The Tories are preparing a fresh attack on the poor, announcing plans to close more than one in ten job centres last week.
Activists, benefit claimants’ groups and trade unionists have vowed to resist. That means the Tories have a fight on their hands to push the closures through.
The plans, announced on Thursday of last week, will mean that many benefit claimants will have to travel further to get to their nearest job centre.
This means it could cost them more to get to their appointments. And they are more likely to be sanctioned for missing appointments or being late.
Many of the closures will take place in some of the poorest and most deprived areas—such as the Castlemilk estate in Glasgow.
The Castlemilk job centre is one of eight closures announced in Glasgow last December.
Its closure will mean that benefit claimants—including disabled people—will have to spend two hours travelling to and from appointments. Each trip will cost almost five pounds each.
Speaking at a street meeting in Castlemilk last Saturday, local resident and campaigner Jean Devlin said, “We need to act now.
“There are about 900 people here affected by this closure. This community has been ravaged by the Tories’ austerity attacks.”
A street meeting of some 50 people on Friday of last week was a sign of the pushback against the plans since the closures were announced.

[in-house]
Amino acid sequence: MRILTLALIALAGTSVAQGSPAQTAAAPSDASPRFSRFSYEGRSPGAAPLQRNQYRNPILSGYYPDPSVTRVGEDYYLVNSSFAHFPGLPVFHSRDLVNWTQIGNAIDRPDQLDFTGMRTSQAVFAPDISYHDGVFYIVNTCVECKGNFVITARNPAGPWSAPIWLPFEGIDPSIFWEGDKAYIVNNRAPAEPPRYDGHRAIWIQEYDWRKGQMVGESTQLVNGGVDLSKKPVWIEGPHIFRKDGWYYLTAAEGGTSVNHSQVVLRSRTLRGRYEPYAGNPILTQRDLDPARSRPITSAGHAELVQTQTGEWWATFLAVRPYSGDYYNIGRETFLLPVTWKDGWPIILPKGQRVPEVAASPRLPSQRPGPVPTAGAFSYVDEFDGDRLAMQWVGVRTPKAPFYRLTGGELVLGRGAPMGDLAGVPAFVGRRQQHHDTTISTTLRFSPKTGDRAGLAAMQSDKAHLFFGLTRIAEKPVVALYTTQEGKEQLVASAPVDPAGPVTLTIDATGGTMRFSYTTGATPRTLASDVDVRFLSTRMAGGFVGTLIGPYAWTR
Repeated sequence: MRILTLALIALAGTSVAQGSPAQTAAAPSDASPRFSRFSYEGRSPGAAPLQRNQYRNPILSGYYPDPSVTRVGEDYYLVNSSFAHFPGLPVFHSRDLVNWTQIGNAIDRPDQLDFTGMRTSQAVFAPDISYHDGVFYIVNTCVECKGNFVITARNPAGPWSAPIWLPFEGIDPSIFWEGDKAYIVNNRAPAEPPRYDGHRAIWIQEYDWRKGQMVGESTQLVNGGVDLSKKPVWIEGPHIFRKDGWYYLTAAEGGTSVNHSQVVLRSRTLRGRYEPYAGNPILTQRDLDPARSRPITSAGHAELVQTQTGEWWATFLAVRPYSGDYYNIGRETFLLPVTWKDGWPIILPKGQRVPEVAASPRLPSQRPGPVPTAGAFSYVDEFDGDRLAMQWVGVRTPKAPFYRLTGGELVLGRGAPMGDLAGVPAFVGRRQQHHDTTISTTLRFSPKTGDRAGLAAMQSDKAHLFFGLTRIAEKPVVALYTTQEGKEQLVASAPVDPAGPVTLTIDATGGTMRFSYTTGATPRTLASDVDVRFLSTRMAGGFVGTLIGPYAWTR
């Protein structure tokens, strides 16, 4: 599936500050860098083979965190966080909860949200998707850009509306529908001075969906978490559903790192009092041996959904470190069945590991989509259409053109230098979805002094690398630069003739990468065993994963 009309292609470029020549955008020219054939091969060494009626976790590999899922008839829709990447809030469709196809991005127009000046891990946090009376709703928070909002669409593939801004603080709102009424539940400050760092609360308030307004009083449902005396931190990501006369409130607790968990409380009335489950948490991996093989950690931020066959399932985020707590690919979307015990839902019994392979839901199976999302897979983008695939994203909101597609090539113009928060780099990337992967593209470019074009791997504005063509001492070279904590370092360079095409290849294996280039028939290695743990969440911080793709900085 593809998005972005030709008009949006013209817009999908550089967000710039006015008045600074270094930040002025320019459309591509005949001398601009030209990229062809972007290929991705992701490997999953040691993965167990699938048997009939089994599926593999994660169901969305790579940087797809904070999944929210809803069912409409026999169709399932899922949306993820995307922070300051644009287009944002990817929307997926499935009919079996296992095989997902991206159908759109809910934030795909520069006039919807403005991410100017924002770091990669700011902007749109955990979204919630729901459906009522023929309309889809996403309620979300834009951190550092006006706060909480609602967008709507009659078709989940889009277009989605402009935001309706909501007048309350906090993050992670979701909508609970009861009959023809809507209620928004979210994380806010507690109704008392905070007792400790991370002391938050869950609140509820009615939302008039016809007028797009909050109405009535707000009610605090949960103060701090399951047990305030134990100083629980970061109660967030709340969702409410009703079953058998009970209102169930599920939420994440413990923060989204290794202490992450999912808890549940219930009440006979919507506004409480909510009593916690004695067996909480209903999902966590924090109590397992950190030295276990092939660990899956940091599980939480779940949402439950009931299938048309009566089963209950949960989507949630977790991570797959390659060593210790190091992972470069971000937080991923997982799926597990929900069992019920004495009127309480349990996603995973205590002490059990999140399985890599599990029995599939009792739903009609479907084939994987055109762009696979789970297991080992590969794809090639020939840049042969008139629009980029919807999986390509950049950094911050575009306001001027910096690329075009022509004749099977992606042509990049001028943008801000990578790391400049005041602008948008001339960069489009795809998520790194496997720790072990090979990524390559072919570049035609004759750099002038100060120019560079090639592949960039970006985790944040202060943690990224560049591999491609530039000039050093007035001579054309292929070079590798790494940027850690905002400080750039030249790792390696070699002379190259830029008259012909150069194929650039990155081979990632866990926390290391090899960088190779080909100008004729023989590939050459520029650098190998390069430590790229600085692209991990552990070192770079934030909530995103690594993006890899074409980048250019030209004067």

PCS union activists believe the Tories announced the Glasgow closures early to gauge the level of resistance the rest would face.
They had expected further closures under plans to slash the Department for Work and Pensions (DWP) estate, including job centres, by 20 percent by 2020.
But activists, benefit claimants’ groups and the PCS have responded with large public meetings.
Regional newspapers have also got on board with the campaign, and Scottish National Party and Labour MPs and MSPs have challenged the cuts in parliament.
Dave Owens—a member of the PCS’ DWP group executive committee (GEC)—spoke to Socialist Worker in a personal capacity.
He said, “The scale of the attacks was less than some people had expected—partly due to the resistance in Glasgow.”
But he added that the plans still mean 78 job centres will be closed—and many more “co-located”, or moved to offices further away.
“This has to be seen as part of the attack on social security,” Dave said. “It’s a massive attack on services to the public.”
The closures also mean hundreds of DWP workers lose their jobs.
The DWP GEC is set to meet on 16 February to decide on its response. Regional PCS branches will be having consultation meetings in the run-up to the meeting.
Dave said that the PCS had to join up with benefit claimants’ groups—but that there also had to be national strikes to stop the closures.
“This is a massive attack on jobs,” he said. “There has to be a dedicated campaign—including industrial action, nationwide.”
Thanks to Drew McKewan